The social engineers that drive these themes in our media want women to fight for “equality” in servitude to the corporatocracy, while forgetting that motherhood has it’s own rewards.
Rewards that also benefit the family and children who grow up being raised and taught by their mother. They want mothers to resent motherhood and family.
Used to be that one decent job could support a family. Our economy has slowly been undermined by decades of government/corporate collusion.
Now mothers are forced to work for even less, since two parents are now forced to work for what used to support a family, while letting the government raise their children in institutions.
What’s the real gender pay gap?
“Still, if women were paid a fifth less for doing the same work as men, there would be pervasive discrimination. That’s how the pay gap is interpreted by many. They demand “equal pay for equal work.” But that’s not what the pay gap shows. It’s simply the ratio of women’s average hourly pay to men’s average hourly pay. The jobs in the comparison are not the same, and when these differences are taken into account, the ratio of women’s pay to men’s rises to almost 92 percent from 79 percent, say Blau and Kahn.
Specifically, they identify two major differences between women’s and men’s employment patterns. First, despite advances, women remain more concentrated than men in lower-paying industries and occupations. They work disproportionately as health-care aides, receptionists, cashiers and food servers. This drags down women’s average wages. The second big difference is that women still have slightly less on-the-job experience than men. This, too, lowers their average wages.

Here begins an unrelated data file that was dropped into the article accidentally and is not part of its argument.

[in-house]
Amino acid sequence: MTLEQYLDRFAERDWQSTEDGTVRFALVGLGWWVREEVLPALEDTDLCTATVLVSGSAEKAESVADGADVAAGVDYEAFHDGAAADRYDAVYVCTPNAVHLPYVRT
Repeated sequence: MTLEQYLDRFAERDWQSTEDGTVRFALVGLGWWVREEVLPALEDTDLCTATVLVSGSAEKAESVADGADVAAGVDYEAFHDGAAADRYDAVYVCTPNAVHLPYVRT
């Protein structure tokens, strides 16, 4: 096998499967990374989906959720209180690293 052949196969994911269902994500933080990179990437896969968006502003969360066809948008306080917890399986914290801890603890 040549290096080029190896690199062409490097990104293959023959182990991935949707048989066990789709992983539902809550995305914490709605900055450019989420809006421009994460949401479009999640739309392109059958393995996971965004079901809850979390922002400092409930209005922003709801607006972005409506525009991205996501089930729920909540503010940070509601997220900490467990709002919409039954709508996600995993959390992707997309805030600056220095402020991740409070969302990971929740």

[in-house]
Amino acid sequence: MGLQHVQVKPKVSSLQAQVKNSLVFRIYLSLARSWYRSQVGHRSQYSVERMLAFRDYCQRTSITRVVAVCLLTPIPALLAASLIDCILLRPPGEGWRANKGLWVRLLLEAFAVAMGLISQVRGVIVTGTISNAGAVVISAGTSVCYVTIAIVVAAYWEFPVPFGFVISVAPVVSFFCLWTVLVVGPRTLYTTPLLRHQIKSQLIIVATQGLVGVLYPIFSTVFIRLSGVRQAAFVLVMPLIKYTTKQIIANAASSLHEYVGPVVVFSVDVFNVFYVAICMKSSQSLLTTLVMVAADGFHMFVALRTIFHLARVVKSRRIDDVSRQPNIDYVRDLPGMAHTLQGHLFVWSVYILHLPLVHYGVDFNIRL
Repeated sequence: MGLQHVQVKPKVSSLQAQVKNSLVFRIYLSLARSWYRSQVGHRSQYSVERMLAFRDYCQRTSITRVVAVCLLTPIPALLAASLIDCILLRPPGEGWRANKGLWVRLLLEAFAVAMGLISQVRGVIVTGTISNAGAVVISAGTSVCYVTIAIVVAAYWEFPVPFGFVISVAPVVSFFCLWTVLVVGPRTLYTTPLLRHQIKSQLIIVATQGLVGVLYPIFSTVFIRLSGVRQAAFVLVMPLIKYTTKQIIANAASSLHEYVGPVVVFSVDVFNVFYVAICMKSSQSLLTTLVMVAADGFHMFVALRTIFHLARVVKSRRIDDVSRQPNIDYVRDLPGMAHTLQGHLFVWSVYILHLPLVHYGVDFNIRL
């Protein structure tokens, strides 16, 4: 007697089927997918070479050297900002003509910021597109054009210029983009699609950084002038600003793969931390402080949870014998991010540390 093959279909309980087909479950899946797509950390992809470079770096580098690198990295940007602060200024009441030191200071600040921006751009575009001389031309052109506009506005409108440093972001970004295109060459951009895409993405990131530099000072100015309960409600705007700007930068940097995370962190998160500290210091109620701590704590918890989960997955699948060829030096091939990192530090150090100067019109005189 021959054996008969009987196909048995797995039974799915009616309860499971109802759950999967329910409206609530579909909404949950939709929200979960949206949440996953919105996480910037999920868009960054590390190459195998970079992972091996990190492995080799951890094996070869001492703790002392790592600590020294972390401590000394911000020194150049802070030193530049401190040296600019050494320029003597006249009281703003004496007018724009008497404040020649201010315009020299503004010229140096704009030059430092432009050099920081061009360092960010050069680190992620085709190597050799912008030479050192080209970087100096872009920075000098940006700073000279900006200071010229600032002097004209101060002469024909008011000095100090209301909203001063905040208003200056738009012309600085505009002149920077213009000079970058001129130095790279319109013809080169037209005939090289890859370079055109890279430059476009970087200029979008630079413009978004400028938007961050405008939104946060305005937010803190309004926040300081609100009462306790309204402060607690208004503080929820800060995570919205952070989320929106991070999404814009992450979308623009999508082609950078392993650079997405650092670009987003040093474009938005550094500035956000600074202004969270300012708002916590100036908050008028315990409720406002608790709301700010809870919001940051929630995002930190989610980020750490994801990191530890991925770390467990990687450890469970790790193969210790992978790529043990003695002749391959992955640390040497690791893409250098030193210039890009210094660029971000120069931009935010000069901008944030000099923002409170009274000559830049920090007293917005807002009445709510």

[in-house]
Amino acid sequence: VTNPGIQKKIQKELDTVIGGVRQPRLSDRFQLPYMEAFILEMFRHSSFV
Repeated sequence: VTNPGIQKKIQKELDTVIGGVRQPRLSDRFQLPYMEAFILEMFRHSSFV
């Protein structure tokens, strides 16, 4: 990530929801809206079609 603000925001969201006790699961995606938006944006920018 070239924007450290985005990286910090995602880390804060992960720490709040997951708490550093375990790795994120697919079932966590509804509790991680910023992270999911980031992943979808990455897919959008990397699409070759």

After all the adjustments, the remaining 8-percentage-point unexplained gender gap could reflect discrimination, write Blau and Kahn, pointing to academic studies. In one, when five symphony orchestras shifted to blind auditions, with candidates’ identities unknown, women’s success rates shot up. In another study, men and women with similar résumés applied for waitstaff jobs at high-priced restaurants; women’s job offers were 50 percent lower than men’s.
But the persisting gap could have other causes. There’s “the motherhood wage penalty”: Women bear the greatest responsibilities for child-rearing. Careers are interrupted; even when employers allow greater job flexibility, incomes and advancement prospects suffer.
Men can continue climbing career ladders, while many women are stalled or stopped. That’s one reason wage gaps between men and women are greatest among the best-paid workers, say Blau and Kahn. It also helps explain why there are so few female chief executives: about 4 percent of Fortune 500 firms employ them. On the other hand, the pleasures and duties of being a parent often dwarf on-the-job rewards. Either way, hard economic and emotional choices often can’t be avoided.